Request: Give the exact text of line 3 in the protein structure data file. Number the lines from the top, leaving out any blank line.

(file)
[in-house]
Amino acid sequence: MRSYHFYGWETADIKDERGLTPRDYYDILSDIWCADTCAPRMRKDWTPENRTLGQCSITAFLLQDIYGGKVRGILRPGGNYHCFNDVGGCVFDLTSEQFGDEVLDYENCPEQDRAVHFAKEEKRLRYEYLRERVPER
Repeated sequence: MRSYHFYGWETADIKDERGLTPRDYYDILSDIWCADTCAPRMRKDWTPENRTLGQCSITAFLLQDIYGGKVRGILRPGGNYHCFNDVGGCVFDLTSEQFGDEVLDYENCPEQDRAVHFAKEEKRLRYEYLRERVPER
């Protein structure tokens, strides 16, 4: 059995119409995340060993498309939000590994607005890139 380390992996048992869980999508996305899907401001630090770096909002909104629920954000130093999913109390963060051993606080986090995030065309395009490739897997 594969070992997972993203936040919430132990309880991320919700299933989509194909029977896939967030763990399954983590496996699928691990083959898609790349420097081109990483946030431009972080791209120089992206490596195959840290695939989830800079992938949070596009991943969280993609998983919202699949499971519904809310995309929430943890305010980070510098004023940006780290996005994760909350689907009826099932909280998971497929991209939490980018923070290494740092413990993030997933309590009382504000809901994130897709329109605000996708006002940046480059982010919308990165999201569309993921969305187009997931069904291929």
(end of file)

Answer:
Repeated sequence: MRSYHFYGWETADIKDERGLTPRDYYDILSDIWCADTCAPRMRKDWTPENRTLGQCSITAFLLQDIYGGKVRGILRPGGNYHCFNDVGGCVFDLTSEQFGDEVLDYENCPEQDRAVHFAKEEKRLRYEYLRERVPER